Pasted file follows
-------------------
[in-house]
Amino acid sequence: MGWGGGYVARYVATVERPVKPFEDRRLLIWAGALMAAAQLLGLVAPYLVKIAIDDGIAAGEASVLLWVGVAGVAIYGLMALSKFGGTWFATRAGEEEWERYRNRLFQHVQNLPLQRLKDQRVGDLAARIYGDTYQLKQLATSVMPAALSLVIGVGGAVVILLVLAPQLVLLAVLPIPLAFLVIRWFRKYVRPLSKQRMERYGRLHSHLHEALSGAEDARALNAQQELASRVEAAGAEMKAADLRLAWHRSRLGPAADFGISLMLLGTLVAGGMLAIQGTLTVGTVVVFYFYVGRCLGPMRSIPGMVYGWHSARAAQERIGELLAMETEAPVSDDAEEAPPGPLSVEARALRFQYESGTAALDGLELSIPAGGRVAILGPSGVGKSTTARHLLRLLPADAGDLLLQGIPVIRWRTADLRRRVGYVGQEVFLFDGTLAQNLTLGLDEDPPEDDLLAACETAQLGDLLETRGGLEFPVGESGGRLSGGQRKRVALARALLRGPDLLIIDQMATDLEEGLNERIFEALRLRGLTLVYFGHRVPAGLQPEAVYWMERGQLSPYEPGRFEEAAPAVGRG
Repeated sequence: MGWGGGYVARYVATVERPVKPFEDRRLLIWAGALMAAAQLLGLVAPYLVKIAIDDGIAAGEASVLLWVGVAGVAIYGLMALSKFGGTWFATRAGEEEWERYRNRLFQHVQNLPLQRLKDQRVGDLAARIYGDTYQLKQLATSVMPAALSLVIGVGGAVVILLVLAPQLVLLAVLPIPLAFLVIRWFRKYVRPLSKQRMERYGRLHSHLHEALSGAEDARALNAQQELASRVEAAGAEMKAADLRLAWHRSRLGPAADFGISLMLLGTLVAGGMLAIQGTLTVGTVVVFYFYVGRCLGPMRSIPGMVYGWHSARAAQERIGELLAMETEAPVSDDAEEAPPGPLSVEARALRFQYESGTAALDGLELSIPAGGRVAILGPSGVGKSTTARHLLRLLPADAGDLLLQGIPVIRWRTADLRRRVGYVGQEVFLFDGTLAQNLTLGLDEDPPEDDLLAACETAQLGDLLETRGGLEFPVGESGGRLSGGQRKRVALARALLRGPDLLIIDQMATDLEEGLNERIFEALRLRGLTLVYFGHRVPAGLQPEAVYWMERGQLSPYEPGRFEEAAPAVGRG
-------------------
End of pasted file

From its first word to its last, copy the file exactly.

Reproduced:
[in-house]
Amino acid sequence: MGWGGGYVARYVATVERPVKPFEDRRLLIWAGALMAAAQLLGLVAPYLVKIAIDDGIAAGEASVLLWVGVAGVAIYGLMALSKFGGTWFATRAGEEEWERYRNRLFQHVQNLPLQRLKDQRVGDLAARIYGDTYQLKQLATSVMPAALSLVIGVGGAVVILLVLAPQLVLLAVLPIPLAFLVIRWFRKYVRPLSKQRMERYGRLHSHLHEALSGAEDARALNAQQELASRVEAAGAEMKAADLRLAWHRSRLGPAADFGISLMLLGTLVAGGMLAIQGTLTVGTVVVFYFYVGRCLGPMRSIPGMVYGWHSARAAQERIGELLAMETEAPVSDDAEEAPPGPLSVEARALRFQYESGTAALDGLELSIPAGGRVAILGPSGVGKSTTARHLLRLLPADAGDLLLQGIPVIRWRTADLRRRVGYVGQEVFLFDGTLAQNLTLGLDEDPPEDDLLAACETAQLGDLLETRGGLEFPVGESGGRLSGGQRKRVALARALLRGPDLLIIDQMATDLEEGLNERIFEALRLRGLTLVYFGHRVPAGLQPEAVYWMERGQLSPYEPGRFEEAAPAVGRG
Repeated sequence: MGWGGGYVARYVATVERPVKPFEDRRLLIWAGALMAAAQLLGLVAPYLVKIAIDDGIAAGEASVLLWVGVAGVAIYGLMALSKFGGTWFATRAGEEEWERYRNRLFQHVQNLPLQRLKDQRVGDLAARIYGDTYQLKQLATSVMPAALSLVIGVGGAVVILLVLAPQLVLLAVLPIPLAFLVIRWFRKYVRPLSKQRMERYGRLHSHLHEALSGAEDARALNAQQELASRVEAAGAEMKAADLRLAWHRSRLGPAADFGISLMLLGTLVAGGMLAIQGTLTVGTVVVFYFYVGRCLGPMRSIPGMVYGWHSARAAQERIGELLAMETEAPVSDDAEEAPPGPLSVEARALRFQYESGTAALDGLELSIPAGGRVAILGPSGVGKSTTARHLLRLLPADAGDLLLQGIPVIRWRTADLRRRVGYVGQEVFLFDGTLAQNLTLGLDEDPPEDDLLAACETAQLGDLLETRGGLEFPVGESGGRLSGGQRKRVALARALLRGPDLLIIDQMATDLEEGLNERIFEALRLRGLTLVYFGHRVPAGLQPEAVYWMERGQLSPYEPGRFEEAAPAVGRG